QUESTION:Two individuals have died in an accident. Should they be honored by two commemorative candles, which will burn for the shivah week and subsequently by two yahrzeit candles, or will a single candle suffice? What does tradition recommend? (R. R., Pittsburgh, PA)
ANSWER: It is difficult to trace the origin of both customs. Baer, in TotzaotHayim, felt that the custom of lighting candles during the shivah was Talmudic. He recalled that Judah Hanasi wanted a light to continue to burn in his home, and everything else in his household to go on as before his death (Ket. 103a), yet that is hardly likely to be the origin of this custom. Its source must still be discovered.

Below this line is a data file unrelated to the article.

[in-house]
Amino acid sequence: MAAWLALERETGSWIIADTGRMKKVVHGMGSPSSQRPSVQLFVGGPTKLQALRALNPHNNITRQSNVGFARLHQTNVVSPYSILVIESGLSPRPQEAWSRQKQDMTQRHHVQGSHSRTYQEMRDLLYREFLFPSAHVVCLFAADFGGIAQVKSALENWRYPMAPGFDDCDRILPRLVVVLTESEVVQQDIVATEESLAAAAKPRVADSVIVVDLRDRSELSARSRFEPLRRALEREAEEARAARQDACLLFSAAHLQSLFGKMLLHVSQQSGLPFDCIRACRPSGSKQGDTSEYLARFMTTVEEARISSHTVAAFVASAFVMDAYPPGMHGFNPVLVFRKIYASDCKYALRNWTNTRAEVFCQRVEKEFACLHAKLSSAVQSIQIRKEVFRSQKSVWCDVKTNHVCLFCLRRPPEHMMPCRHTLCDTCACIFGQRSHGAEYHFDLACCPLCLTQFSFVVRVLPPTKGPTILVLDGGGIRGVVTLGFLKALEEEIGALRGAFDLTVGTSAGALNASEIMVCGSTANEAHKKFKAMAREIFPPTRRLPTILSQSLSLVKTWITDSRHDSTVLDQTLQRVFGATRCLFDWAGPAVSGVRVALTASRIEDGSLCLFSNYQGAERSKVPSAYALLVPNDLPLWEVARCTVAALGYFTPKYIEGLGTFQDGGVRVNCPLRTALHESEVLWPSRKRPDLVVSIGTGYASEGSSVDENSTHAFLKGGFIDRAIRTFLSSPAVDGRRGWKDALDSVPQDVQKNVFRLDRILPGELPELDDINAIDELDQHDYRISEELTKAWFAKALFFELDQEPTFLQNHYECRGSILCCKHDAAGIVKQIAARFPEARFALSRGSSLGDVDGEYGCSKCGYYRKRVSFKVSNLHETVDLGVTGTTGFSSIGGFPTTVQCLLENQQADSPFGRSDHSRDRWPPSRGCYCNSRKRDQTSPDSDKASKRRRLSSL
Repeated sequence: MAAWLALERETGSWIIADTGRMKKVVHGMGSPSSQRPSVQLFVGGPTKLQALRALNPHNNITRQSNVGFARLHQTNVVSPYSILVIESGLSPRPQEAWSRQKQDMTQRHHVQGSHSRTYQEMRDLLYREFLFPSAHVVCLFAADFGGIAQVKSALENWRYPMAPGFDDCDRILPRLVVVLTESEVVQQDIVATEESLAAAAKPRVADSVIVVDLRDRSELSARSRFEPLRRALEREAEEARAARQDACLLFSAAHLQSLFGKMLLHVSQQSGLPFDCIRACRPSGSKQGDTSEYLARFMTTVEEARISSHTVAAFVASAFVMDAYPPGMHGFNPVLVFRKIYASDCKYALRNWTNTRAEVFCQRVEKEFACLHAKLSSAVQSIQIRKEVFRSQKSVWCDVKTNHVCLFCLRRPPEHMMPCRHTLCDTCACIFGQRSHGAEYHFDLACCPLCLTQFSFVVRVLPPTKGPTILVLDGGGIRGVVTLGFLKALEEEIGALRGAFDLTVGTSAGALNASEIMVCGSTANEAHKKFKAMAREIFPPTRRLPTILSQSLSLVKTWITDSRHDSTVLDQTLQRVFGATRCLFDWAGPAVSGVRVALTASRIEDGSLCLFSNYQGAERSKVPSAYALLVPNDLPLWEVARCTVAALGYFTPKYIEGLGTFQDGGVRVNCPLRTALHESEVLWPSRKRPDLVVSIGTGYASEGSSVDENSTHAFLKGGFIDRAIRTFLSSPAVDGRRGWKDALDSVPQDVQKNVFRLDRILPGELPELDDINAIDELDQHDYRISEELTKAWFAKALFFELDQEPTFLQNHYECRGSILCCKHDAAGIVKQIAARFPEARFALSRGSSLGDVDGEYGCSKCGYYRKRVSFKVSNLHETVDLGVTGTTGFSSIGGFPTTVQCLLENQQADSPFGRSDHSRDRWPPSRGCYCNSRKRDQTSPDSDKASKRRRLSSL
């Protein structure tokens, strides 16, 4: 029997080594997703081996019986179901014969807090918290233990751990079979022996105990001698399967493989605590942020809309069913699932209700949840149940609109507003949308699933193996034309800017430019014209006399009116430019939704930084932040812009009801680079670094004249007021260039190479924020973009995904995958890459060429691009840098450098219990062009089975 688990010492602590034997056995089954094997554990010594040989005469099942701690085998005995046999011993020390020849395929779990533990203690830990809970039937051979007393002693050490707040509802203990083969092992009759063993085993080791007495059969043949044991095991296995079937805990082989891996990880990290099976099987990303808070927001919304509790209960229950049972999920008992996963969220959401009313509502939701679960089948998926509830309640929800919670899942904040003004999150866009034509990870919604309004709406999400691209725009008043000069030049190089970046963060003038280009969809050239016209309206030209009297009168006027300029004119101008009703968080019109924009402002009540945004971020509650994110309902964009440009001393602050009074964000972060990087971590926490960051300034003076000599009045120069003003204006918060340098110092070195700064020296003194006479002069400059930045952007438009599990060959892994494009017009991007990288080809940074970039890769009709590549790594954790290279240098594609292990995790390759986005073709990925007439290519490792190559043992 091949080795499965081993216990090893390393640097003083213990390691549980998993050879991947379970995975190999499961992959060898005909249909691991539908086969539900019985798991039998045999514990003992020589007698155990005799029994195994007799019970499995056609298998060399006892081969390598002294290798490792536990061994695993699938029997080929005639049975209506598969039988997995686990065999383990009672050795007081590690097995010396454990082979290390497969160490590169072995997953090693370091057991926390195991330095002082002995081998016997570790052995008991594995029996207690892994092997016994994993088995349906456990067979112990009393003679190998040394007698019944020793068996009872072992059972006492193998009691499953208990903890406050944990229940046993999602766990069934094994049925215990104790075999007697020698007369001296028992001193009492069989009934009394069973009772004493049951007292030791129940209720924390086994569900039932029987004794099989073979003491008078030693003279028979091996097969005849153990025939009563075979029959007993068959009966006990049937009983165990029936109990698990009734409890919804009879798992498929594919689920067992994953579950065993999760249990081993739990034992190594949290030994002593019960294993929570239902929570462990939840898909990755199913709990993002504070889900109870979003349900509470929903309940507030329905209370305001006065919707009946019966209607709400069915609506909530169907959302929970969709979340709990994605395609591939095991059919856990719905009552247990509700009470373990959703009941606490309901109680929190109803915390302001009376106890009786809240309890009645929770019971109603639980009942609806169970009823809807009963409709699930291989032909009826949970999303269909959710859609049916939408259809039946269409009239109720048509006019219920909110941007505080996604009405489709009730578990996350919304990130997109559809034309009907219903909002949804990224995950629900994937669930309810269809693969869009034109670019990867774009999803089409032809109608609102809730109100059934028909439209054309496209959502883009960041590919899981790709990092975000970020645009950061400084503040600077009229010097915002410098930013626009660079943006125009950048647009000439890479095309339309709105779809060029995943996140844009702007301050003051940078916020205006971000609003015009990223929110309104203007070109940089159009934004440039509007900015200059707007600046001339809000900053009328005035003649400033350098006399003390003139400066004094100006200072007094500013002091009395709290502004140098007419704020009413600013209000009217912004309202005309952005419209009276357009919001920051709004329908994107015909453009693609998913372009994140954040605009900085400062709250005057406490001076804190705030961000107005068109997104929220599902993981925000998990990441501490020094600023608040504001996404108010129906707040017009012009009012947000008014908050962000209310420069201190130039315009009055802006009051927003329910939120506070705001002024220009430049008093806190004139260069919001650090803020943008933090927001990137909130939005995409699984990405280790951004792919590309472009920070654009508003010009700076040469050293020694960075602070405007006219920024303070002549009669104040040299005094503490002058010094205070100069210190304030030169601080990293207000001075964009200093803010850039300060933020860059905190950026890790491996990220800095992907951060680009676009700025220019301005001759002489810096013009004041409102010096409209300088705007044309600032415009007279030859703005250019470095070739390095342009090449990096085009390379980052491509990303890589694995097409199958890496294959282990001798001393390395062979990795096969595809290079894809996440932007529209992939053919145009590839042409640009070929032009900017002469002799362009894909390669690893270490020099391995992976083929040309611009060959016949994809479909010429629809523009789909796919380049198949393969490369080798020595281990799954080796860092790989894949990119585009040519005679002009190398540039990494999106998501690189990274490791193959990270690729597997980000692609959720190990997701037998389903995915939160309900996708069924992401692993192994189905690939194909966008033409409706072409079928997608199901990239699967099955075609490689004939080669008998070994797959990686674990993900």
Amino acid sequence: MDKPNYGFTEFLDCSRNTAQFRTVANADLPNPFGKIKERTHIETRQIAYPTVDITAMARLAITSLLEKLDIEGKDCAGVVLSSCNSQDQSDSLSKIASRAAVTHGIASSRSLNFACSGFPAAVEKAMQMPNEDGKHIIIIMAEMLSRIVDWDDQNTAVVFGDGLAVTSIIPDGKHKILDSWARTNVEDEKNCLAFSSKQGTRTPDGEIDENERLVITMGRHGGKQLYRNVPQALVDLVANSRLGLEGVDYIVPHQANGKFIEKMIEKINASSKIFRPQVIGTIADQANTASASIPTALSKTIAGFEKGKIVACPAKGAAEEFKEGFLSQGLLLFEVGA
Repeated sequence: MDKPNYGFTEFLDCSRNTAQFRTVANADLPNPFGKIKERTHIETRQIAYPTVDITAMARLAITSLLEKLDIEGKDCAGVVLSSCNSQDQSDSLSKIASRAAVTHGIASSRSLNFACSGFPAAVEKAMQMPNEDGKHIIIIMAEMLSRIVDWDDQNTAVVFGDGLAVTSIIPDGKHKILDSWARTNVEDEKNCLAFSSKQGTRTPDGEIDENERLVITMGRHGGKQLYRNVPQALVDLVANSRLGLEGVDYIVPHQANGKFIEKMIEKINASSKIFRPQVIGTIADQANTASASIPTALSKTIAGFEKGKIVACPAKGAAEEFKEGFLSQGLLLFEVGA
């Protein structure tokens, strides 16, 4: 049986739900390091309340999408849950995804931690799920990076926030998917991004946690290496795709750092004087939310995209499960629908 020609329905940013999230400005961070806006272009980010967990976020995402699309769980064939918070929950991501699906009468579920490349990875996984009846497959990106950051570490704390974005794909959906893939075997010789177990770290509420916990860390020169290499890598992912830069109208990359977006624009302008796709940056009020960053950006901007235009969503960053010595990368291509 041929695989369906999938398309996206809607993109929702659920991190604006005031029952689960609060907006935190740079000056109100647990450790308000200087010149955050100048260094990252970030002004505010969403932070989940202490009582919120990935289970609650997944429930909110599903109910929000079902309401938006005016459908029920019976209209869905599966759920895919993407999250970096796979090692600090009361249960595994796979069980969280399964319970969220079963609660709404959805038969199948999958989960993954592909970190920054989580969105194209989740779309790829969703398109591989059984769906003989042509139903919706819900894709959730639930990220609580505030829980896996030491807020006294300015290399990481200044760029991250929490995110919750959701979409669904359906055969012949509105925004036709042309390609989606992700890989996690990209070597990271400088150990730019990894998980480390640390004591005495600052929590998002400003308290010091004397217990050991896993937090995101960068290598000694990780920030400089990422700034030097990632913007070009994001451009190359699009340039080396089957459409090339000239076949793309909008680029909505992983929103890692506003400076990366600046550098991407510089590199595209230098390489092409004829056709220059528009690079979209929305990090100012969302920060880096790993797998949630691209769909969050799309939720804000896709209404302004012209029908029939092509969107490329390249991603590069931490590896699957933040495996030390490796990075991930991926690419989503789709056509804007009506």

As far as a yahrzeit candle isconcerned, this old custom may have spread from the lighting of a candle in the synagogue on Yom Kippur (Isserles, Darkhei Mosheh to Tur Orah Hayim 610).
In eachof these instances, the light commemorates a single individual. We should in this tragic case utilize two lights, one for each of the individuals who is mourned, both during the shivah period and in future years for their yahrzeit.